These perpetators utilize different approaches to either obtain, confirm or utilize stolen identities, i.e. telemarketing techniques like saying they are from Publishers Clearing House, claiming they are relatives of people who have died and want to give the caller their inheritance, calling someone’s workplace and asking for the manager, saying they are fcsi bill collector collects debts for at&t and other company’s,offering to lower credit card rates, asking for child support, saying they represent charities and asking for donations, ie.such as Make a Wish Foundation, and Fire and Rescue, yelling at, threatening and otherwise attempting to terrorize people, calling on a daily basis, from early morning to late during the night, with calls a minute apart,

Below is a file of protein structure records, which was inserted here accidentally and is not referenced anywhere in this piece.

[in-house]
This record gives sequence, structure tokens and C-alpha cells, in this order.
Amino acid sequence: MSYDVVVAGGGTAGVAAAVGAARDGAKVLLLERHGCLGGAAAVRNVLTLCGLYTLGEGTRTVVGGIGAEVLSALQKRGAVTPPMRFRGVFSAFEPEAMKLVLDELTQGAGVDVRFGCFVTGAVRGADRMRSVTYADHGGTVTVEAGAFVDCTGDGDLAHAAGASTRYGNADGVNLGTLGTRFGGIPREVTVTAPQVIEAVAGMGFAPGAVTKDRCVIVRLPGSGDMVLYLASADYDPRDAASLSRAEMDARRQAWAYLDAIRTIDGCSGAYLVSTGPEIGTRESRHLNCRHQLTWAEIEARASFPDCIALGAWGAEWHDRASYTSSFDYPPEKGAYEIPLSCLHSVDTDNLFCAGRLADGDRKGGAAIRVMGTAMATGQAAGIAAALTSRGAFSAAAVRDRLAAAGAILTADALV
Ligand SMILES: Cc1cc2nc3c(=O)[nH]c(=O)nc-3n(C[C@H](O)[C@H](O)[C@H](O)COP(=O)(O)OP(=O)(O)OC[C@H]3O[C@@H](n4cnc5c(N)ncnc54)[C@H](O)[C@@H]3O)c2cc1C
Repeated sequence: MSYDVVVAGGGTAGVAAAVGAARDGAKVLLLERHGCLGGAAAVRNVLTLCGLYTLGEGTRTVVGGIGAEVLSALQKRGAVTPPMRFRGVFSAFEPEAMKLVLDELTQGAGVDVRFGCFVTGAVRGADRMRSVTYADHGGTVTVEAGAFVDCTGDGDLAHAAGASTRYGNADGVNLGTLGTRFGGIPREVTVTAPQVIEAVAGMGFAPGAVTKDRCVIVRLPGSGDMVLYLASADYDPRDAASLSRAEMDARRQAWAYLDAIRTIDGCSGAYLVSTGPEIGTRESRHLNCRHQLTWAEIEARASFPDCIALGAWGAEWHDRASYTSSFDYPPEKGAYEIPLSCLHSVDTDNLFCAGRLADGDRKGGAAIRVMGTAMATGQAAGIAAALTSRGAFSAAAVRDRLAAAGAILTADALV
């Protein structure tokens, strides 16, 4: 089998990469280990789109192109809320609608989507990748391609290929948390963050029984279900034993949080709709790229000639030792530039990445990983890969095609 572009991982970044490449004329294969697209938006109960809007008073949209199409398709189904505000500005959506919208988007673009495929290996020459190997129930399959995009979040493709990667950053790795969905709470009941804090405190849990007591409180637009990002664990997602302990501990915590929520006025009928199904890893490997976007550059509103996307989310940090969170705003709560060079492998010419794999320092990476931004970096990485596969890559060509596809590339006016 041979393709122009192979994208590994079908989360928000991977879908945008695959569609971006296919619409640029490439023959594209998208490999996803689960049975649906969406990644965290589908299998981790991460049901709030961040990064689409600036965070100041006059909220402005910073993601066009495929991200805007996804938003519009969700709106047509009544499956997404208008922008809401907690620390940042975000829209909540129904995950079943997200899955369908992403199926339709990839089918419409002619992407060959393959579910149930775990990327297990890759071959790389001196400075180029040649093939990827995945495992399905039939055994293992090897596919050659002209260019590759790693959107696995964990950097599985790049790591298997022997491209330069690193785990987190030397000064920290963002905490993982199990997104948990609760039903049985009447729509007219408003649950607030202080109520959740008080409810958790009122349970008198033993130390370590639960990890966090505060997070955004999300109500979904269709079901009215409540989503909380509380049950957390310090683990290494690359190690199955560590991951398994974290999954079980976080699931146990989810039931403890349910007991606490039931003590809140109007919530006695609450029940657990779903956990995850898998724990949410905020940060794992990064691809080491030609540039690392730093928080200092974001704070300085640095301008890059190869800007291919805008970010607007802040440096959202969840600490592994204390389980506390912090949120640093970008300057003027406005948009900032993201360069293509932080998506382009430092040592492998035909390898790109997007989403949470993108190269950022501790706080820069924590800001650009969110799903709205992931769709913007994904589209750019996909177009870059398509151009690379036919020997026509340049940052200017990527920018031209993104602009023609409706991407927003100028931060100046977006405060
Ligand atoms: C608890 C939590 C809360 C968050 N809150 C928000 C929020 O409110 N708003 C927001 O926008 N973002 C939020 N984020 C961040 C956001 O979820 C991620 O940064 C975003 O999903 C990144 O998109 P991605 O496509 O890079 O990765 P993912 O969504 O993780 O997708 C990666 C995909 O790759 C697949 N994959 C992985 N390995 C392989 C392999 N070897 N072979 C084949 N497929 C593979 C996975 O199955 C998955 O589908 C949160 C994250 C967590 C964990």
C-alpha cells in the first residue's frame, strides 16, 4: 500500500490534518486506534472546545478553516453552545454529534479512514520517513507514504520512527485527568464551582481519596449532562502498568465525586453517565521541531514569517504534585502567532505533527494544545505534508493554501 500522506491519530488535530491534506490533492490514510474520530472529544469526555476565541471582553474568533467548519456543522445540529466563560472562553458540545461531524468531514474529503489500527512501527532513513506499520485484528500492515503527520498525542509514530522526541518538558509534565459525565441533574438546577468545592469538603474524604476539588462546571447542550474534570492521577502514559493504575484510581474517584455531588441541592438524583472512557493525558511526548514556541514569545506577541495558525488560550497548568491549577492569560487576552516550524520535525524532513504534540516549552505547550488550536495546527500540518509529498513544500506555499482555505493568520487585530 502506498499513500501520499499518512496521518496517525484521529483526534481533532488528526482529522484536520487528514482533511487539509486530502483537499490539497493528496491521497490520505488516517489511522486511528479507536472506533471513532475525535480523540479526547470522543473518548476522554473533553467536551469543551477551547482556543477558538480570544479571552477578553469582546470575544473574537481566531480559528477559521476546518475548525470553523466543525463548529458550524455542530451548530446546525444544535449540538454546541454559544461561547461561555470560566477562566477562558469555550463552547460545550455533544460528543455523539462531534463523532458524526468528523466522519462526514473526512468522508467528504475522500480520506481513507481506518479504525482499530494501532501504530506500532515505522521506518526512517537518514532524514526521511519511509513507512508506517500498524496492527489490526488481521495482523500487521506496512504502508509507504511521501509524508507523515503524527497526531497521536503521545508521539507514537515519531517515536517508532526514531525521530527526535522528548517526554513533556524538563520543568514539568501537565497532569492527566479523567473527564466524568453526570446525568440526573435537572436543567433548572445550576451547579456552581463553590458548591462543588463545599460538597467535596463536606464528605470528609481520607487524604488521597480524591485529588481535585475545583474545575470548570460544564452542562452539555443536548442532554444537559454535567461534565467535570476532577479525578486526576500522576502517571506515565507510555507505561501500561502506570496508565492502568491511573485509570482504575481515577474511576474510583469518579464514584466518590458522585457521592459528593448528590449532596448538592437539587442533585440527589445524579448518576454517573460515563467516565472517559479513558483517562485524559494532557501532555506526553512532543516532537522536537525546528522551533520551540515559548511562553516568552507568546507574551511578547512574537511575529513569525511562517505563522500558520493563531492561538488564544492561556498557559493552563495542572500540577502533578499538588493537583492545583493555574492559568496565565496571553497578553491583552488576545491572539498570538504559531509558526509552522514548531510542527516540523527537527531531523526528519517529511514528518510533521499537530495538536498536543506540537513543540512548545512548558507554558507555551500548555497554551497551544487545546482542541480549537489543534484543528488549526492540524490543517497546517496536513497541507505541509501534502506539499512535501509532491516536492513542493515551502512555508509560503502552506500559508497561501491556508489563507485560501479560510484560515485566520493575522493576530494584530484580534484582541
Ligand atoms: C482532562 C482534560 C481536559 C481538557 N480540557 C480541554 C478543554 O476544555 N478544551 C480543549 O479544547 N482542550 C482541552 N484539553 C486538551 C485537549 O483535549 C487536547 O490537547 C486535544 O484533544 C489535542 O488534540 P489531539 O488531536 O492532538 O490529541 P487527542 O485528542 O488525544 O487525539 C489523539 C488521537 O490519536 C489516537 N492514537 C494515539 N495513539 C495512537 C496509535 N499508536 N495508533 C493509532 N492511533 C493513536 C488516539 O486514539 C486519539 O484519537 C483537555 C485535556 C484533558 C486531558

Also related and linked to obtaining and abusing personal information and with overlapping use of phone numbers used to call are:

Anchor Receivables
Corporate Headquarters
120 Corporate Blvd., Norfolk VA 23502,
Mailing address: PO Box 12914 Norfolk VA 23541
Phone: (800) 772-1413 800-654-8818 or 757-519-9300
Fax: (757) 321 2504 or 866-296-0635

4829 Hwy 45 North
Jackson, TN 38305

New Market Mall
5200 West Mercury Blvd
Hampton, VA 23666

500 West 1st Avenue
Hutchinson, KS 67501

Head Debt Collectors:
Steve Fredrickson, CEO
Andrew Holmes, President
Craig Grube, Sr., VP
Donald A. Williams, Associate General Counsel

Web Address:


Located at 120 Corporate Blvd Norfolk VA 23502 at web address
phone numbers 888-772-7326 and